Chessmaster Employees

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It has long been known, at least among experienced technologists, that the best people are worth ten times the "just" really good ones.

I rarely see numbers to support this contention - which is somewhat surprising for someone as data-hungry and -driven as I - but I have known it since my earliest days in the technology business. The best people are the best because they absorb more, see more, are more creative, and can put these together to grasp the future and deliver results in a way that most others simply cannot. As the old Jewish parable says, "Who is the wise man? He who can see the future." This doesn't mean that the person has a literal crystal ball, but rather that he can understand the impacts of current actions on future outcomes.

The parable is better translated as, "The wise man is one who sees ten moves ahead, like a chessmaster."

Indeed, I often find that the best technologists are those who understand the impact on the future of the product of today's decisions, whether in architecture, security, operations, sales, product, marketing or finance. They don't just make decisions or take risks; they make smart decisions in light of future possibilities.

Yesterday, courtesy of Adrian Colyer's The Morning Paper, I saw the 2015 State of DevOps Survey which showed that the best performing companies have a 200x gap in lead times to delivery and repair. Two hundred times, or two orders of magnitude, is far in excess of common wisdom with respect to "best vs. worst".

Thankfully, Adrian provides an explanation using the "O-Ring Theory of Economics." I won't get into the details here; the Morning Paper does a pretty good job explaining it. Essentially, it isn't about the one developer who is 10x better than just the "really good" one. It is about quality and speed across the entire organization.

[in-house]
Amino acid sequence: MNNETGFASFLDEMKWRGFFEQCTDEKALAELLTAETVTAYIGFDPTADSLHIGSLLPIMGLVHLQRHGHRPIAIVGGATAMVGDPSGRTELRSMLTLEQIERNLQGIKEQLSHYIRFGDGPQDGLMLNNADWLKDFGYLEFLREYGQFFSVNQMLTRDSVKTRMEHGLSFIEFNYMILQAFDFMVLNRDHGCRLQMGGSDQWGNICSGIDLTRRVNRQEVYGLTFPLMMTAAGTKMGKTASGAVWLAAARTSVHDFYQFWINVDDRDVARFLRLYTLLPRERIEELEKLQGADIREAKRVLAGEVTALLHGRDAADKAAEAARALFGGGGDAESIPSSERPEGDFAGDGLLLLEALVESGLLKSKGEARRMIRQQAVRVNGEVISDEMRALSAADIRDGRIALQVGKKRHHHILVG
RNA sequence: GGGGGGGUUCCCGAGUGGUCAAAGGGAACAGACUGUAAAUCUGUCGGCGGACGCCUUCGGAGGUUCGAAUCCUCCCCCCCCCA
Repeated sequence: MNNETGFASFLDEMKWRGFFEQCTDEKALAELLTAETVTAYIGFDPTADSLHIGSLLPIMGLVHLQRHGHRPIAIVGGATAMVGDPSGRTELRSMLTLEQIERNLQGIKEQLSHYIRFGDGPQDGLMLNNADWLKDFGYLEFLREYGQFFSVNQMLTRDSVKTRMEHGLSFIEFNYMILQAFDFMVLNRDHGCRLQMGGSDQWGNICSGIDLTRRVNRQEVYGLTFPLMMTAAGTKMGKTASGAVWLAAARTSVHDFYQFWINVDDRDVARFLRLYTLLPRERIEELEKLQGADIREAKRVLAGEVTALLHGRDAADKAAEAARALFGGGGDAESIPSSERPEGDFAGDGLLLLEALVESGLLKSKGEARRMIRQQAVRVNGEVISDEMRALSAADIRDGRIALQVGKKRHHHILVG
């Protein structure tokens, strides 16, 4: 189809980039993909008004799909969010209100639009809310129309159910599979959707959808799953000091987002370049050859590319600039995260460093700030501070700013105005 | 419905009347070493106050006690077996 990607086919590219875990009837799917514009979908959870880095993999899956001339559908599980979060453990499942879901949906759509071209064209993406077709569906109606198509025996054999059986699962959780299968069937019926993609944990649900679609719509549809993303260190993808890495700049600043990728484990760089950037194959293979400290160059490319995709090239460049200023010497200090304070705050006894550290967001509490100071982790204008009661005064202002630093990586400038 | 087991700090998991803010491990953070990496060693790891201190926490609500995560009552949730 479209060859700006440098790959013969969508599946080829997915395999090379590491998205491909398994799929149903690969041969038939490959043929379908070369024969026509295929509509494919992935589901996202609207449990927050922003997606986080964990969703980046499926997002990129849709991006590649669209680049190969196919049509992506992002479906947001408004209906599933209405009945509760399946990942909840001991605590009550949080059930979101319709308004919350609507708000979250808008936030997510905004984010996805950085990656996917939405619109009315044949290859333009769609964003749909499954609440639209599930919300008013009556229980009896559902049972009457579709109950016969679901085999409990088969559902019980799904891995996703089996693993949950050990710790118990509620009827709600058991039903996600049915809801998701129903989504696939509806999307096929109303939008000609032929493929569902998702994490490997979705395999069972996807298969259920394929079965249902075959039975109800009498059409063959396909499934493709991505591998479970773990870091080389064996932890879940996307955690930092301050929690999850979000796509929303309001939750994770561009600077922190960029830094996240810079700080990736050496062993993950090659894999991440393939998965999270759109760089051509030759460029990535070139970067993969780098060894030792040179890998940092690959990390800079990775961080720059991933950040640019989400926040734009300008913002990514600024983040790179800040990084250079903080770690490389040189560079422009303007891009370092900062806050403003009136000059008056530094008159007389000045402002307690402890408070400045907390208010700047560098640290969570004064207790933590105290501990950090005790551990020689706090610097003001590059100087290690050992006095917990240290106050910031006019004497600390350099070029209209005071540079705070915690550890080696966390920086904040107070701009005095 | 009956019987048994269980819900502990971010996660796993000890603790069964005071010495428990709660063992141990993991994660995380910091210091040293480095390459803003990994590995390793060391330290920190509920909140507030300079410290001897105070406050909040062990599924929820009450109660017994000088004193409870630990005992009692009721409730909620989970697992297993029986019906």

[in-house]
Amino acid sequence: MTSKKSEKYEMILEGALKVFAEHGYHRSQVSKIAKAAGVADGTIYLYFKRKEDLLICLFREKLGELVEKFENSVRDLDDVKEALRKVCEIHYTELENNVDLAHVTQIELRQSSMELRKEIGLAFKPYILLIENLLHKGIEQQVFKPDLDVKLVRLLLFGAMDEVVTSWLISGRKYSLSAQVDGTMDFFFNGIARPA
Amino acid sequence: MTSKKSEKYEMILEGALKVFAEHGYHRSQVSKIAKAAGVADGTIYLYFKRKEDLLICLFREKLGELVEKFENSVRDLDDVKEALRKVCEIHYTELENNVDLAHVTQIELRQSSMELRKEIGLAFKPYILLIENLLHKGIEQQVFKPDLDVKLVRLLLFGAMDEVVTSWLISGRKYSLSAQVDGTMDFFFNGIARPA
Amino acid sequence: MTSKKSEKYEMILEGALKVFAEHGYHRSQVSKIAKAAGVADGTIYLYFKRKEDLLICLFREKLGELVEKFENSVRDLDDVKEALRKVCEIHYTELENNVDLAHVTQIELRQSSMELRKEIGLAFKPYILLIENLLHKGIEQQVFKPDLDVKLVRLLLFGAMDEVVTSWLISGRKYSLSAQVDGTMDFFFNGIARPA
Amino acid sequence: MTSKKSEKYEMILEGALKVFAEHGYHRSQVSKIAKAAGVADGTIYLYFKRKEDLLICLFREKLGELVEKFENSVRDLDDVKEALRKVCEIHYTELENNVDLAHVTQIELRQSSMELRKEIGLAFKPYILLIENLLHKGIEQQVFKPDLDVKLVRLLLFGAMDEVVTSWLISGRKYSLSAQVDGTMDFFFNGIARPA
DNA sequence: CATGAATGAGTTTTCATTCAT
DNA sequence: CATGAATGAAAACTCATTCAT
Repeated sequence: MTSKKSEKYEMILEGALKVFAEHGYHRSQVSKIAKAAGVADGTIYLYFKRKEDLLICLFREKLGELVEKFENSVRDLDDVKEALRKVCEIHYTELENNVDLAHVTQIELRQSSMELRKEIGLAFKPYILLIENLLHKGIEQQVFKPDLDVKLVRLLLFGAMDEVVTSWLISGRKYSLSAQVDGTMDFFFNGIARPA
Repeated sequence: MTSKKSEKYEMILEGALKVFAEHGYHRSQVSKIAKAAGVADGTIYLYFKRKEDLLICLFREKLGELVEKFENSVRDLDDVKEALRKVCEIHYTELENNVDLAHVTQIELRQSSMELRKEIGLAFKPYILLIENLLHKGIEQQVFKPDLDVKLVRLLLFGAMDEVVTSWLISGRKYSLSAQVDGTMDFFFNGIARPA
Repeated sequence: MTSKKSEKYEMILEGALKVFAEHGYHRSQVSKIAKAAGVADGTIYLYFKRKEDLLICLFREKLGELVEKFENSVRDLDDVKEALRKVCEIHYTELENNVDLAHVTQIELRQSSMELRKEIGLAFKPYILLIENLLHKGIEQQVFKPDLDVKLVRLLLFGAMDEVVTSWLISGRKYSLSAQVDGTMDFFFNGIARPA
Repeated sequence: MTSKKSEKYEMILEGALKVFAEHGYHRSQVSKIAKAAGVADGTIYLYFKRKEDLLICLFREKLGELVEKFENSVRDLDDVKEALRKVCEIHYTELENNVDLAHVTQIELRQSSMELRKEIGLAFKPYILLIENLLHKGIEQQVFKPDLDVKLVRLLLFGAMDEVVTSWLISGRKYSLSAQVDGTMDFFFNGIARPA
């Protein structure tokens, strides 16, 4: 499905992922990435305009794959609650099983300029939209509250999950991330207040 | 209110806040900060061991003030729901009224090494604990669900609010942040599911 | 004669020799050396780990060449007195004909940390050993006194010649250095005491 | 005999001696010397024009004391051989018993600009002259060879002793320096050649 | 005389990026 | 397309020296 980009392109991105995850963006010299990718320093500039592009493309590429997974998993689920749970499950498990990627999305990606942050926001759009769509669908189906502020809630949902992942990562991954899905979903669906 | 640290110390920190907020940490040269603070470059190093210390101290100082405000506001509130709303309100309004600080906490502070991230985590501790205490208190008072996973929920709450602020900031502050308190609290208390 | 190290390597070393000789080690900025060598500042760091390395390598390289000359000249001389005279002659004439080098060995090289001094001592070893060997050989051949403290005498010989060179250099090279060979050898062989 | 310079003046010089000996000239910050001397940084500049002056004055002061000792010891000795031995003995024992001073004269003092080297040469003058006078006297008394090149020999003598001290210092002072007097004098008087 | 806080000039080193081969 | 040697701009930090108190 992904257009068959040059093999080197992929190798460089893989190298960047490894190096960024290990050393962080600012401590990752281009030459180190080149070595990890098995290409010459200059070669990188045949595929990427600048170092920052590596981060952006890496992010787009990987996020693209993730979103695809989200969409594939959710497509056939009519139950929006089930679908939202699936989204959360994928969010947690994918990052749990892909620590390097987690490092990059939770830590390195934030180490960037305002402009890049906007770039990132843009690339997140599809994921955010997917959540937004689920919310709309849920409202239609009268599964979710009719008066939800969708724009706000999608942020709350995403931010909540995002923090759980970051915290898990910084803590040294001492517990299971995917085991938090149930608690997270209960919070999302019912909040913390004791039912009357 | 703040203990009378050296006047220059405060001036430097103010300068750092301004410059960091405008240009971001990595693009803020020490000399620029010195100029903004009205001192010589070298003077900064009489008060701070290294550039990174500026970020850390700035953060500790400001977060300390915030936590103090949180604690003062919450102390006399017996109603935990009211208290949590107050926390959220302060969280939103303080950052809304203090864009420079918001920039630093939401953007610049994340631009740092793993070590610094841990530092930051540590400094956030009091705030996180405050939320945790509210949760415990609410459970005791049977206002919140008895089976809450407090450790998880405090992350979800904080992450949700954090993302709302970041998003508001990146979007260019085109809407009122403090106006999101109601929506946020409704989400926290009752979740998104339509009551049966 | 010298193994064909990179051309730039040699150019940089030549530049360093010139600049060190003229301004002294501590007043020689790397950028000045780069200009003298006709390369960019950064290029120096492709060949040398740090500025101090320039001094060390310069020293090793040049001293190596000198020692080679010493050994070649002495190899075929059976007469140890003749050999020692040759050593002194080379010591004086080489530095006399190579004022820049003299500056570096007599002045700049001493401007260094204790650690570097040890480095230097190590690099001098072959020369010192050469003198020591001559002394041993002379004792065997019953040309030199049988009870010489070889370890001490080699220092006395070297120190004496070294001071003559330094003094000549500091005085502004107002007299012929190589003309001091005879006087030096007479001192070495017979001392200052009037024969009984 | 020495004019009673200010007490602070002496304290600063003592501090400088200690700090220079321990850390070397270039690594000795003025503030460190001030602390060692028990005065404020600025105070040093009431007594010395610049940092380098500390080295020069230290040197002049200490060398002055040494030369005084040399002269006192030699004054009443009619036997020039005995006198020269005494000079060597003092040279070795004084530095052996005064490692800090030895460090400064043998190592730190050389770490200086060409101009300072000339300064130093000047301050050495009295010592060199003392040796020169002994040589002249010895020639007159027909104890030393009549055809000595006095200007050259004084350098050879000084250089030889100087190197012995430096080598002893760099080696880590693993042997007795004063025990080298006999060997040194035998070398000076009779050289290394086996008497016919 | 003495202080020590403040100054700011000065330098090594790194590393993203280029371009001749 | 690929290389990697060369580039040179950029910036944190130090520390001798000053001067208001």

The impact is similar to the likelihood of failure in a product. A small drop in reliability of each component can become quite large across many components. Let us say you have a small product, with just 10 components, each with a reliability of 99.9%, or "three 9s." The reliability of the product as a whole, assuming the components fail independently (not always a fair assumption), is 0.999*0.999*...*0.999 ten times, or 0.999^10 = 99%.

If the quality of each component now goes down by just less than 0.5%, to 99.5%, the reliability of the whole system of just 10 components is now 0.995^10 = 95.1%, or a drop of nearly 4%!

Similarly, the performance of your organization doesn't depend just on the one or two 10x engineers or administrators; it is the compound of all of them together that matters, leading quickly to the 200x performance shown above.

This brings us back to the value of the best people. Two conclusions become clear from the O-Ring analysis:

  1. Pay for Talent: The best people, or "rock stars," are worth it. People are not simply interchangeable commodities, and the best people are not worth 5% or 10% more. Ask if your company happily recognizes their value and is willing to pay for the best, not just a begrudging 5-10% more.
  2. Talent Must Cooperate: If you have a superstar in sales, marketing, engineering, operations, product management, or any area at all, but the superstar simply cannot "play nicely" with others, they are not worth it. The real value of those superstars is not in their own 10x, but in the compounding of 10x between all of them.


Hire the best talent, happily pay for it... but only if they can work well together. The best performer who just doesn't work well with others is not the best performer.

How good is your team? Do you truly have the top-of-the-line A players? Do they work well together to give you the 200x over your competition, or just enough to give 5-10x in their own areas?

Ask us to help.